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Younkers owner Saks seems to be struggling


Dear Mr. Berko:

Saks department stores now sells at $15.10, which is way down from its previous high price of $44 when it was taken over by R. Brad Martin’s group in 1998. Do you think it’s ready for a turnaround? The company has huge real estate interests that no one seems to consider, especially its Fifth Avenue store in Manhattan. Should I buy the stock? Its book value is $16.25 a share, which is one point over the stock’s trading price. Please give me your opinion of the company and what you think the stock could do in the next two to three years.

H.W., Springfield, Ill.

Dear H.W.:

In the early 1900s, Horace “Harry” Saks operated a retail store at 34th Street and Herald Square in New York City. With Bernard Gimble, Harry purchased today’s site on Fifth Avenue between 49th and 50th streets. They offered the most exclusive and classy fashions (men’s and women’s), and the name Saks quickly became synonymous with taste and elegance. Adam Gimble, Bernie’s cousin, became Harry Saks’ right-hand man.

When Saks died in 1926, young Adam (he was 32) became president of Saks Fifth Avenue. He was truly a marketing genius and redecorated the Fifth Avenue store in the opulent art moderne style from the 1925 Paris Exposition. He created a series of unique and high-priced shops within the exclusive opulence of Saks Fifth Avenue.

He traveled all over the world seeking uncommon items that would stand Saks well above all others, and he did it with grace, aplomb and exemplary taste. Adam Gimble passed away in 1970.

Today, Saks Inc. (SKS-$15.10) operates two business segments: Saks Department Store Group, consisting of 238 department stores with names like Proffitt’s, Carson Pirie Scott, Bergner’s, McRae’s, Younkers and Boston Store and 38 Club Libby Lu specialty stores; and Saks Fifth Avenue Enterprises, which operates 58 Saks Fifth Avenue Stores and 52 Saks Off 5th Avenue stores.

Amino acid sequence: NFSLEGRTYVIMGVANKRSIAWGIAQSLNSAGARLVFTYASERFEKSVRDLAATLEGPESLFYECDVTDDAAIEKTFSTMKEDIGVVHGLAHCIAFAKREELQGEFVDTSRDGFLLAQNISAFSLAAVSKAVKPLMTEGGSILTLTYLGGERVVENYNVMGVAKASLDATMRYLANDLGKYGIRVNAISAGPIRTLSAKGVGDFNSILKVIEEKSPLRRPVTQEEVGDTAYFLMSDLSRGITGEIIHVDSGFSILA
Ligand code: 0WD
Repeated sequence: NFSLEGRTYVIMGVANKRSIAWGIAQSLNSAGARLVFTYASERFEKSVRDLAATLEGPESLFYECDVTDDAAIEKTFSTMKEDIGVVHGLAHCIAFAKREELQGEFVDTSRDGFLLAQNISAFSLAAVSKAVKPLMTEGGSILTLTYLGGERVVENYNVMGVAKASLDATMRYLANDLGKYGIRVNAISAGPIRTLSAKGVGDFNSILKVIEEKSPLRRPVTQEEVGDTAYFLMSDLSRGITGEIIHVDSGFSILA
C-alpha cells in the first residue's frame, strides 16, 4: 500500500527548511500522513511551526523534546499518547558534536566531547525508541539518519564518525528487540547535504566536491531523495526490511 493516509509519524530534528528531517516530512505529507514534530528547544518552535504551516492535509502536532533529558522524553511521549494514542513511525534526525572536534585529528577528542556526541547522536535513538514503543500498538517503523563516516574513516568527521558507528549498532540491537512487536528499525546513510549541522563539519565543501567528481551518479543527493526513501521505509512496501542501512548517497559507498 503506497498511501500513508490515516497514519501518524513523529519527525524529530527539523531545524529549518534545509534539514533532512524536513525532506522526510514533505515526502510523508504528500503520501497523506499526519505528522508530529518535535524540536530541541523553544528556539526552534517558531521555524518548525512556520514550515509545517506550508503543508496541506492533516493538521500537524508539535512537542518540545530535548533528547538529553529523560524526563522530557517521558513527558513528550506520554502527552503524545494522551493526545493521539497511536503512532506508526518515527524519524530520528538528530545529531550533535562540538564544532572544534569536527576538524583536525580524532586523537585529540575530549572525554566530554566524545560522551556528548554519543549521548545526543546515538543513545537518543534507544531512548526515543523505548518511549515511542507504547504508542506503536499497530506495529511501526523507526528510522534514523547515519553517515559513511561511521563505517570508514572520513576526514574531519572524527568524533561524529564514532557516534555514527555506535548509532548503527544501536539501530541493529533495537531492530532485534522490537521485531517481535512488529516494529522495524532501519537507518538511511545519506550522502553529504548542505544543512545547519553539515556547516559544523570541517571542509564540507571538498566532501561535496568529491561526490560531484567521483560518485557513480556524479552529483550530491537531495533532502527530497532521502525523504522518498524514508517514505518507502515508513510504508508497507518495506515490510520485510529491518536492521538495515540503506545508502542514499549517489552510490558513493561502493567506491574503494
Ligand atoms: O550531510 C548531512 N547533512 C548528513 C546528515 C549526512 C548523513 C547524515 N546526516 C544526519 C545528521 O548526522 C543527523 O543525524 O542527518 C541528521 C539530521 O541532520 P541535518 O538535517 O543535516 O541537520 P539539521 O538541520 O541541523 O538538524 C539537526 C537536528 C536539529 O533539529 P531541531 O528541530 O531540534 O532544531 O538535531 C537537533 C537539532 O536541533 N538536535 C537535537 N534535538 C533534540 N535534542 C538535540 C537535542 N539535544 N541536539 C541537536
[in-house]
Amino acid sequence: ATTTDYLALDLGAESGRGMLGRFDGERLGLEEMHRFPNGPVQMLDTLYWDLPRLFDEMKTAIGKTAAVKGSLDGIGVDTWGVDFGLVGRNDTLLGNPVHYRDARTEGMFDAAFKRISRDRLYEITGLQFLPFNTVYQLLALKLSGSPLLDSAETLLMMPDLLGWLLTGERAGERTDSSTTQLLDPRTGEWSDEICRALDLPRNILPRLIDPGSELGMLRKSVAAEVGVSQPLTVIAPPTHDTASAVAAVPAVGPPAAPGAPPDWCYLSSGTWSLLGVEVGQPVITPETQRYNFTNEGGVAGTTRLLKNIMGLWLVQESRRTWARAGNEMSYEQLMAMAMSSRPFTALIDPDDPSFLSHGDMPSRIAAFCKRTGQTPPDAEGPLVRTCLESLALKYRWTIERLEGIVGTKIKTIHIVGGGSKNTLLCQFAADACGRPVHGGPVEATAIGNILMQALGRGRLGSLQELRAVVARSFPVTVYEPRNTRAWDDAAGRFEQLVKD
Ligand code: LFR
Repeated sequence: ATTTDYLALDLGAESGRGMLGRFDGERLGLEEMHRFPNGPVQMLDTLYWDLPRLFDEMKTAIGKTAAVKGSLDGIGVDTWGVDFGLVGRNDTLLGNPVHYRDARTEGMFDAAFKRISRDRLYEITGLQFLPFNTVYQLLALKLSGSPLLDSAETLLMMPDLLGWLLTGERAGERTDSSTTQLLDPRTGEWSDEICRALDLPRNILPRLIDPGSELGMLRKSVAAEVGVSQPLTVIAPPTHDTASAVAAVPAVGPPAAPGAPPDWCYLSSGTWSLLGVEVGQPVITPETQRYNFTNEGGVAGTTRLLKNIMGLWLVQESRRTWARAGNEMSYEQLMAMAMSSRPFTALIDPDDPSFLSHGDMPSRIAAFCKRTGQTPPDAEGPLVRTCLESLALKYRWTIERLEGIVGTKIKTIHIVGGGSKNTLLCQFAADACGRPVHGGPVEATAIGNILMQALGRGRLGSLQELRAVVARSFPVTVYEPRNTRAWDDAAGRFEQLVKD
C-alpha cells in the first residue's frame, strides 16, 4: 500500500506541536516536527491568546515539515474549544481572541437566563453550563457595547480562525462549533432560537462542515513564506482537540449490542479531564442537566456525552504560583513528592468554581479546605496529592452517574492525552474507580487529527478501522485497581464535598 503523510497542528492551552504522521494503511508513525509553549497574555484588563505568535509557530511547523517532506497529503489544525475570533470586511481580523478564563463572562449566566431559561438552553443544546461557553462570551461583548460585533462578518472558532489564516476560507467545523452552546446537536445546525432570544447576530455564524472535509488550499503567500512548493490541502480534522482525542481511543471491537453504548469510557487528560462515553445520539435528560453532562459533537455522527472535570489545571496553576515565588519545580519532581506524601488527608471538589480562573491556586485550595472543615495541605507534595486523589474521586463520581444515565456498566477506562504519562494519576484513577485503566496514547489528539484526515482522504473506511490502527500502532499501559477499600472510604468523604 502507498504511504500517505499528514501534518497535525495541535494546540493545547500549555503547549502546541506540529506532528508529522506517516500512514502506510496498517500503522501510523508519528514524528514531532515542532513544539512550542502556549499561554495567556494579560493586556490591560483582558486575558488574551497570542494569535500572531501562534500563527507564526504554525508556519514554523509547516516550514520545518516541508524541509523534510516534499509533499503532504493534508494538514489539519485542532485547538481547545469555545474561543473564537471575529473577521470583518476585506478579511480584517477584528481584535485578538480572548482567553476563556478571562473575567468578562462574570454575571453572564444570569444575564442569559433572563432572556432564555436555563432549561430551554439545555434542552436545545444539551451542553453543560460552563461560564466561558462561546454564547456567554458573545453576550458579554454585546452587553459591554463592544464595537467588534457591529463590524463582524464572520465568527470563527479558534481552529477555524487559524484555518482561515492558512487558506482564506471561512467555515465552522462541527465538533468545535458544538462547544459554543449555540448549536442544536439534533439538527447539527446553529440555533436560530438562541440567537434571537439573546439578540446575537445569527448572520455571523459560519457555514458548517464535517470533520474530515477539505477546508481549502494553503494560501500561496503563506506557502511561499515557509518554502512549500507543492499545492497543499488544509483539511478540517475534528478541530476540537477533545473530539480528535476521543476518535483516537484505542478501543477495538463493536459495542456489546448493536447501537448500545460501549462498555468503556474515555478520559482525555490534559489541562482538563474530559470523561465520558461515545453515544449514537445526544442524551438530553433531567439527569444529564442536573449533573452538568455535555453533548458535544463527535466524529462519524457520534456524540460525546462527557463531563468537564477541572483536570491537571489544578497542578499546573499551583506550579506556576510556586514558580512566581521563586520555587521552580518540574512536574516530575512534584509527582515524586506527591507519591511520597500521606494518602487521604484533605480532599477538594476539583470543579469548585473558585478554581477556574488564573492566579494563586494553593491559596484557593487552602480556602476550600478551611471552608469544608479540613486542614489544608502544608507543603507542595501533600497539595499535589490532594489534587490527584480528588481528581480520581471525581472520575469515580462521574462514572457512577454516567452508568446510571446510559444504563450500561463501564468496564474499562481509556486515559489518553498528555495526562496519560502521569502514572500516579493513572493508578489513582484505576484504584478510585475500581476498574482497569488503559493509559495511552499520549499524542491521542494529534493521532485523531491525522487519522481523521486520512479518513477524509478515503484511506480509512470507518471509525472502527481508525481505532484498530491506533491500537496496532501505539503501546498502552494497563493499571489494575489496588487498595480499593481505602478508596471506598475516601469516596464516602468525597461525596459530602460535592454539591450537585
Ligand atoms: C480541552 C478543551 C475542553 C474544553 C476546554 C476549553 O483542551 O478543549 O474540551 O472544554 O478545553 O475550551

SKS employs 55,000 people in its 386 stores and these folks increased the company’s revenues from $6.2 billion in 1998 (when SKS was part of a merger headed by Martin that added the Proffitt’s, Younkers, Parisian, etc. names) to an expected $6.4 billion today. In those seven years under Martin, SKS’s revenues grew a total of 3.3 percent, or 0.45 percent a year. Unimpressive, that. Certainly May Department Stores, Neiman Marcus and Nordstrom have shown significantly superior revenue growth.

Saks has a good balance sheet, but its net profit margins are as weak as feeble tea, and those margins have been falling like lead leaves from 4.1 percent in 1998 to an expected 1.7 percent in 2004. Neiman Marcus, Nordstrom, May and even J.C. Penney have better net profit margins than Saks. As many professionals will tell you, one of the best measurements of management skills is the net profit margin. Certainly and sadly, Martin and his crew need an enormous amount of help.

This is a terribly cyclical business and SKS’s regional stores (Parisian, McRae’s, etc.) are having trouble competing. The company certainly needs to refurbish many of its older stores. This will be costly, and while the work is in progress, those stores will certainly suffer a revenue decline.

Meanwhile, the Saks Fifth Avenue division (which accounts for 40 percent of revenues) seems to be losing its glamour, panache and cachet. As if that weren’t bad enough, the Fifth Avenue stores (often a high profit center) have also become increasingly less profitable over the past few years.

Martin seems to sense this, as he recently closed eight Saks Fifth Avenue stores and three Off 5th outlet stores. But he will have to do much more than that to improve his embarrassingly low 4.1 percent return on capital and a measly 3.9 percent return on shareholders’ equity. The word “quit” comes to mind.

I think that any interest in SKS will not come from investors who believe its retail business will zoom. Far from it. Investors in SKS are more likely being attracted to its real estate values. And the consensus, according to several real estate mavens, is that SKS’s properties might be worth about $23 a share, net of debt. However, what would one do with that property today, when we may be on the periphery of a real estate bubble?

Stay away from SKS. It could move higher by a few points, but I’m not sanguine about Martin’s ability to manage this company into the future, and I’m not enthusiastic about the department store business as a whole. I think the market for stores like Saks, Macy’s, Nordstrom, etc. is saturated and future growth looks anemic at best.

It seems that more shoppers prefer specialty stores (high-end specialty stores, too), which are now located in shopping plazas rather than malls. Saks has a great name and a great past, but I can’t truthfully say the same about its future. The stock is a non-event.

Please address your financial questions to Malcolm Berko, P.O. Box 1416, Boca Raton, Fla. 33429 or e-mail him at malber@adelphia.net.

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